Existing research suggests that greater sleep variability may increase risk for weight gain. College often marks a transition to a less consistent daily schedule, which may adversely impact sleep routines and further increase risk for weight gain. The current study is among the first to explore relations between nighttime sleep variability and daytime sleep (napping) and body weight among first-year college students.
Using daily diary methods, first-year college students (N = 307; 84.7% female) self-reported their sleep for seven days. Several indices were created to capture sleep variability for reported bedtime, wake time, and sleep duration, including weekday versus weekend differences (WvW), day to day differences (D2D), and overall standard deviation (SD). Napping was also assessed. Based on body mass index (BMI), individuals were categorized as underweight, healthy weight, overweight, and obese.
Across indices, students’ sleep varied over an hour on average across the week. Hierarchical regressions revealed that greater differences in wake time D2D, wake time SD, and sleep duration WvW were all associated with higher BMI, after accounting for gender, depressive symptoms, and sleep duration. Longer napping was also associated with higher BMI, using the same covariates. Finally, greater sleep variability was reported by overweight and obese than healthy weight individuals.
These findings suggest that sleep variability, particularly wake times and napping may be important modifiable sleep behaviors to investigate in future studies. More longitudinal research is needed to explore relations between multiple facets of sleep variability and weight gain, including possible mechanisms.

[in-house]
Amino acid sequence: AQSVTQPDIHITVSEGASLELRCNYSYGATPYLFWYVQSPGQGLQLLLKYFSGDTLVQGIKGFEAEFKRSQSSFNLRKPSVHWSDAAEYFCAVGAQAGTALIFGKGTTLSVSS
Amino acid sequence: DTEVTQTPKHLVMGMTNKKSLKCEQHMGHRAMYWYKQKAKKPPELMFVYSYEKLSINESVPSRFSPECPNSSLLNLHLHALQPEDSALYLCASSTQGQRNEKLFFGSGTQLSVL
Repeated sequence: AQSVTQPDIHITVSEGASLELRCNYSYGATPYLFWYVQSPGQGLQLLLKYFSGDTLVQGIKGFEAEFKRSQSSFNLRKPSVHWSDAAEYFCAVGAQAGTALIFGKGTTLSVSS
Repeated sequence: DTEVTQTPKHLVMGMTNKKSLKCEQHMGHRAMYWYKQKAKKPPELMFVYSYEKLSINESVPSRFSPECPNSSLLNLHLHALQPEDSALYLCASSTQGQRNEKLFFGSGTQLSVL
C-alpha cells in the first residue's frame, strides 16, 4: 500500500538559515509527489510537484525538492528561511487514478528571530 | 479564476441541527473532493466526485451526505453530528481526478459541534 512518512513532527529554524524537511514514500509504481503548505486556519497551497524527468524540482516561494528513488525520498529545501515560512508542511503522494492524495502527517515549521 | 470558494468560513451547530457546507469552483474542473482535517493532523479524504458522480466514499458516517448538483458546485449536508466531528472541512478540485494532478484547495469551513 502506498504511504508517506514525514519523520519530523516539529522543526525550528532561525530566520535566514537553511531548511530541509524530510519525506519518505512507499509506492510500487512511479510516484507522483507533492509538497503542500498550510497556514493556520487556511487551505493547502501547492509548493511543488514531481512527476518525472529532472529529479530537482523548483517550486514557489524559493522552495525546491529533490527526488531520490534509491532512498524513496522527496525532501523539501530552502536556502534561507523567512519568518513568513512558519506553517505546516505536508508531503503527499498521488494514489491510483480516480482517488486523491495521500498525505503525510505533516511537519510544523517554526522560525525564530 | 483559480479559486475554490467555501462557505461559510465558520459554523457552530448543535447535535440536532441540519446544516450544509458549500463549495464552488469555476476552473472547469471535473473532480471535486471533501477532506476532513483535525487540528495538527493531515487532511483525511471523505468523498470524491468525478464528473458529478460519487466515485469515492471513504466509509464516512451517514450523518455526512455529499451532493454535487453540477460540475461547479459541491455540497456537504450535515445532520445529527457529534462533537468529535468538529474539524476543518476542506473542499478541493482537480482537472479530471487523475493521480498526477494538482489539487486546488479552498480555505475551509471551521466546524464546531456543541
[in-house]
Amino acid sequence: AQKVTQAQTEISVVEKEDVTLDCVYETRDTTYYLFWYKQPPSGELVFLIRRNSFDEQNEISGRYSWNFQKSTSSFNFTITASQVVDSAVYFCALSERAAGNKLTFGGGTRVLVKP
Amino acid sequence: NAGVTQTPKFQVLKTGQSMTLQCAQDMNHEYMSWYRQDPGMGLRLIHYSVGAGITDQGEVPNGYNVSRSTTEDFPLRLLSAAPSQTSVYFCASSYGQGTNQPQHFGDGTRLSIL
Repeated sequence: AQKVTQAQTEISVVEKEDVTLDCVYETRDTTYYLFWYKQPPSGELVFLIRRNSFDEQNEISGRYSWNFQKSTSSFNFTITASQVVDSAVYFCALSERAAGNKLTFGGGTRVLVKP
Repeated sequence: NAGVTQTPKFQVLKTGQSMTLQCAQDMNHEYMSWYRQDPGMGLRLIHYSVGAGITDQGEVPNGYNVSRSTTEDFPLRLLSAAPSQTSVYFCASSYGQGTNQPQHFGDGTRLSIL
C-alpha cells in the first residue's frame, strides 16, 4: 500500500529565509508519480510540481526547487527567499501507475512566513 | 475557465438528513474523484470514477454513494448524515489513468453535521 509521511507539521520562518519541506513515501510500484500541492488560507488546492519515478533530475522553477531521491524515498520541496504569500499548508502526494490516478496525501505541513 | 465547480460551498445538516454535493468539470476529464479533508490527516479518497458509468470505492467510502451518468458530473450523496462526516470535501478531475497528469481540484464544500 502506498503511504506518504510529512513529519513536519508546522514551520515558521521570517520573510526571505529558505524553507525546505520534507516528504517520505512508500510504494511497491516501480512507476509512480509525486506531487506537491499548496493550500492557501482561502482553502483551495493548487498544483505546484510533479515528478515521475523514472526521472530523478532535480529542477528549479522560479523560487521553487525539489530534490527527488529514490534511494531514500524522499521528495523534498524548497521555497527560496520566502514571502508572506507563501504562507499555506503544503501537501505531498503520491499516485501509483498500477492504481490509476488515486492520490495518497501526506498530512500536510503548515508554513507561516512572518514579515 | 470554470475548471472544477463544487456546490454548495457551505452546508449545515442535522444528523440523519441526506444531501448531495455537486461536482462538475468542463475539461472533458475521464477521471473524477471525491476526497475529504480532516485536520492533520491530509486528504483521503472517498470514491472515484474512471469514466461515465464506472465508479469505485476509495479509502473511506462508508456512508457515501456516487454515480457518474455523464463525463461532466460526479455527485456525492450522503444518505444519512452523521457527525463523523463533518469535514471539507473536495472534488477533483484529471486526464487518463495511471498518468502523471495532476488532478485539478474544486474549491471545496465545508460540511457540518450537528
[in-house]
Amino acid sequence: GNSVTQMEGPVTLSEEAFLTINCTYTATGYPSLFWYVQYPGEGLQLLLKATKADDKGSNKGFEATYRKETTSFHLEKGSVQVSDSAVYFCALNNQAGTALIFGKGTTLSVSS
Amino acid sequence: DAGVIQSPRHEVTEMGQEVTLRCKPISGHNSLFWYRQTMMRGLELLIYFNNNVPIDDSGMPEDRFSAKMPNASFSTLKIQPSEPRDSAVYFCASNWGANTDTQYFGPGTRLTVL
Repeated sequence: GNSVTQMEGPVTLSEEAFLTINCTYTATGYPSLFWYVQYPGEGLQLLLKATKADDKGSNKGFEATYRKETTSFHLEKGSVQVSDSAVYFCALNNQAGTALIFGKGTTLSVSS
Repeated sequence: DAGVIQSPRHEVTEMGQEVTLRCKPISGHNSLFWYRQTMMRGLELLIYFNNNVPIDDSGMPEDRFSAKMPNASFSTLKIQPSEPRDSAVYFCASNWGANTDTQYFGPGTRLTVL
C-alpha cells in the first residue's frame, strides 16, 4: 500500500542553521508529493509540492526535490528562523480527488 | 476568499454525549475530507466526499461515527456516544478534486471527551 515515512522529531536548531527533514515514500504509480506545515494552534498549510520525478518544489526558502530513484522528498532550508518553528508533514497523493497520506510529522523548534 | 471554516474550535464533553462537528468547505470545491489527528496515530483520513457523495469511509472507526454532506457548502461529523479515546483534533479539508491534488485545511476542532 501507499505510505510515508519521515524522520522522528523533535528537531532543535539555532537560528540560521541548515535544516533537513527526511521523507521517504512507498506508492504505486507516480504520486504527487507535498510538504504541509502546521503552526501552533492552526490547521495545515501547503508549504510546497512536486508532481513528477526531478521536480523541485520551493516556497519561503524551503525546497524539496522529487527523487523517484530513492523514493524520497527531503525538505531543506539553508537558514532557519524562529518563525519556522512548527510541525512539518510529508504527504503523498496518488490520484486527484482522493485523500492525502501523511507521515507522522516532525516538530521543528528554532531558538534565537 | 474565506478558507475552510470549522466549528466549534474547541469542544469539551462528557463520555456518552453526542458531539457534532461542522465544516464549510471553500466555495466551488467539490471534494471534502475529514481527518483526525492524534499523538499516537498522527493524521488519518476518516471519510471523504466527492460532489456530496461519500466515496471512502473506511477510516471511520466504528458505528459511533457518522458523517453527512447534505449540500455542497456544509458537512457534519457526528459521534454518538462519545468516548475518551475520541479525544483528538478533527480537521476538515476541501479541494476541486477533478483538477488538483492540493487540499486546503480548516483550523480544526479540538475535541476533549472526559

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This material is based upon work supported by the National Science Foundation Graduate Research Fellowship Program under Grant No. 1842190. Dr. Moreno is supported by the Eunice Kennedy Shriver National Institute of Child Health and Human Development of the National Institutes of Health under award number K99HD091396 and the United States Department of Agriculture (USDA/ARS) under Cooperative Agreement No. 58-3092-5-001.
Any opinions, findings, and conclusions or recommendations expressed in this material are those of the author(s) and do not necessarily reflect the views of the National Science Foundation.
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All procedures performed in studies involving human participants were in accordance with the ethical standards of the institutional and/or national research committee and with the 1964 Helsinki declaration and its later amendments or comparable ethical standards. Informed consent was obtained from all individual participants included in the study. This article does not contain any studies with animals performed by any of the authors.
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Nicholson, L.M., Egbert, A.H., Moreno, J.P. et al. Variability of Sleep and Relations to Body Weight Among First-Year College Students. Int.J. Behav. Med. 28, 227–237 (2021). https://doi.org/10.1007/s12529-020-09888-3
- Sleep variability
- Intraindividual variability
- Sleep consistency
- Daytime sleep
- Body weight
- College students